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Jazz Nation loudly disagrees with Utah fans' 'vulgar' reputation

SALT LAKE CITY — When the Houston Rockets visit Vivint Arena Friday night, Utah Jazz officials are expecting a few things from a fan base that’s been in the public spotlight this postseason.

The good reasons: They’re extremely loud and proud.

The not-so-good reasons: Some have been accused of being vulgar and disrespectful.

No doubt, the 18,300 fans will be passionate, cheer vociferously and scream during Game 3 of the Western Conference semifinals. Some will make supportive and humorous posters. Many will be decked out in Jazz gear, including the popular City Edition uniform colors the team will sport.

A few of the Utah faithful will likely even have a thing or two to say to James Harden, Chris Paul & Co.

As the Jazz eagerly anticipate, the noisy ambiance is certain to give Utah's surprising squad a home-court advantage against the 65-win Rockets, who have to be stunned the series is tied 1-1 as it shifts to the Wasatch Front.

“The Miller family has owned the Utah Jazz for 33 years,” Jazz owner Gail Miller said in a statement, “and we believe our fans have been among the best in the NBA. They are loyal, loud, passionate and full of enthusiasm for their team.”

The Jazz believe that more than ever — even in the aftermath of allegations of distasteful behavior Oklahoma City star Russell Westbrook made after Utah eliminated the Thunder in the first round.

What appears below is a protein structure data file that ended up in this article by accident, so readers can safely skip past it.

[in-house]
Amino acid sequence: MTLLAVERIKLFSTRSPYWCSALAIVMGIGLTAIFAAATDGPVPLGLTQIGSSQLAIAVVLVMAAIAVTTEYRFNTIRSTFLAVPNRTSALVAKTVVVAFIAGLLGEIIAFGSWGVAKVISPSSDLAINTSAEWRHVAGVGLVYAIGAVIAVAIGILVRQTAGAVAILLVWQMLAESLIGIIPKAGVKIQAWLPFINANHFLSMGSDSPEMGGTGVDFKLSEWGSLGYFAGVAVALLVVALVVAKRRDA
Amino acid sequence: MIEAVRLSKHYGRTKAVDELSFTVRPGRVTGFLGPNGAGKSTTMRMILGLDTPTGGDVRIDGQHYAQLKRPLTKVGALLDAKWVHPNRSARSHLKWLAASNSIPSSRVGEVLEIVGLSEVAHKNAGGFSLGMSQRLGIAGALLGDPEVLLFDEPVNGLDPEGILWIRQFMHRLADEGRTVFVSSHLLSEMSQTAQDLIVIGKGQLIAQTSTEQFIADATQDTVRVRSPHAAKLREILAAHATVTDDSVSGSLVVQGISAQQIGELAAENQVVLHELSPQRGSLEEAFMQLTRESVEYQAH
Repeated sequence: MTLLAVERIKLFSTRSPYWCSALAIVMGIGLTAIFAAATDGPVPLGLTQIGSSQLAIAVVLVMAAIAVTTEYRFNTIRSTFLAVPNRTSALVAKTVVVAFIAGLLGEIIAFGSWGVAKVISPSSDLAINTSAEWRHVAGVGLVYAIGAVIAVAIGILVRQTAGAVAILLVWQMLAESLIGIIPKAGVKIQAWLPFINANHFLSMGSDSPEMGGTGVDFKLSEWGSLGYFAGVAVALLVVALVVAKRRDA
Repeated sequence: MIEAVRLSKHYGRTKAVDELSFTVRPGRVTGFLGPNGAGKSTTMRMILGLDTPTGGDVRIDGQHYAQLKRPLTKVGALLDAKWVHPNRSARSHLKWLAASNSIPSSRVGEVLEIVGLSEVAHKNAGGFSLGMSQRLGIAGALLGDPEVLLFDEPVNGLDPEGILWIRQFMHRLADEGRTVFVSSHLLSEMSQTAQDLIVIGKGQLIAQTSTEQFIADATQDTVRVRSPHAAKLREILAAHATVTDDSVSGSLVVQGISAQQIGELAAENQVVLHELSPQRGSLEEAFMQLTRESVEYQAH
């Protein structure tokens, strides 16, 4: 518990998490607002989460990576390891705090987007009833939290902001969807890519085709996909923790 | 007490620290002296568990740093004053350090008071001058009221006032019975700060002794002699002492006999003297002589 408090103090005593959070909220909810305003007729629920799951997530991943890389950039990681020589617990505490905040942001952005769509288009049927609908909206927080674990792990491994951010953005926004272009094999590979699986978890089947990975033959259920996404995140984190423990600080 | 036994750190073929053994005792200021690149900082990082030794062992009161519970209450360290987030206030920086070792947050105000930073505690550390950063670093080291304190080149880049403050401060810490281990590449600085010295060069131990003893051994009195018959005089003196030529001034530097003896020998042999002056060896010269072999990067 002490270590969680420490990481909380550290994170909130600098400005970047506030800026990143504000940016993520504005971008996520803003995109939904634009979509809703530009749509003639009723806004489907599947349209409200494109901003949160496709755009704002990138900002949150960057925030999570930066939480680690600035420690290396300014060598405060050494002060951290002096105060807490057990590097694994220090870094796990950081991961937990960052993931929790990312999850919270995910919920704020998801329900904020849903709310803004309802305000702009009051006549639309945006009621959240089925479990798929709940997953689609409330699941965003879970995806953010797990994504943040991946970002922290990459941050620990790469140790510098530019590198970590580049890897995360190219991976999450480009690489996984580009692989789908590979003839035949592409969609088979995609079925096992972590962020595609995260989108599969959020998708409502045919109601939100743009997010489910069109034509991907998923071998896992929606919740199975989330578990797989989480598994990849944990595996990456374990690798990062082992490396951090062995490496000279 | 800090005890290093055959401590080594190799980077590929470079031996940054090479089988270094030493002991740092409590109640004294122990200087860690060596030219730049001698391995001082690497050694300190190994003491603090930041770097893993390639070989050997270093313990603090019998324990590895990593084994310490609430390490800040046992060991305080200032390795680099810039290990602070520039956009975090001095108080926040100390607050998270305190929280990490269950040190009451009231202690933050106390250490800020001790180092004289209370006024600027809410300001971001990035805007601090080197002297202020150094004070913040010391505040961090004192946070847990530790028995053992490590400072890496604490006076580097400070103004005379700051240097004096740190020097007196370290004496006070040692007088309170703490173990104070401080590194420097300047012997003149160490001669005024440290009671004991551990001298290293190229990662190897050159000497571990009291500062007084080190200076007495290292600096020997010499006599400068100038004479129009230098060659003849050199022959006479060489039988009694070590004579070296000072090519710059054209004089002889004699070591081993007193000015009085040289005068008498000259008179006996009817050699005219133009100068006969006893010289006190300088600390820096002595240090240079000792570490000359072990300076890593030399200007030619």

Westbrook had two separate confrontations with Jazz fans en route to the locker room in Game 6 last Friday. He vented about some Utah spectators’ alleged boorish behavior in the postgame press conference.

Westbrook’s rant revived the notion some have that Jazz fans occasionally go too far. That perception might’ve been further engrained in some people’s minds Wednesday when Harden had a confrontation with a fan wearing a Jazz jersey in Houston. The man called Harden a flopper and held his phone out toward the MVP candidate as he entered the arena. Harden responded by slapping the phone.

It was reminiscent of Westbrook's interaction a week earlier in Utah.

"Here in Utah, man, a lot of disrespectful, vulgar things are said to the players with these fans. It's truly disrespectful,” Westbrook said. “They talk about your family, about your kids, and it’s just a disrespect to the game and I think it’s something that needs to be brought up.

"I’m tired of just going out and playing and then the fans say what the hell they want to say. I’m not with that, because if I was just on the street they wouldn’t say anything crazy because I don’t play that (expletive). I think it’s disrespectful they get the chance to do whatever they want to do. It needs to be put to a stop, especially here in Utah.”

Working with the NBA over the years, the Jazz have taken steps to provide a safe and enjoyable atmosphere for spectators and players alike. A text line allows fans to report unruly, disturbing or dangerous behavior. The team has a large staff of guest-service employees and security officers available to intervene if things get out of hand or are headed there. The arena is equipped with security cameras that give a view of every seat. The team also shows a code of conduct video before tipoff.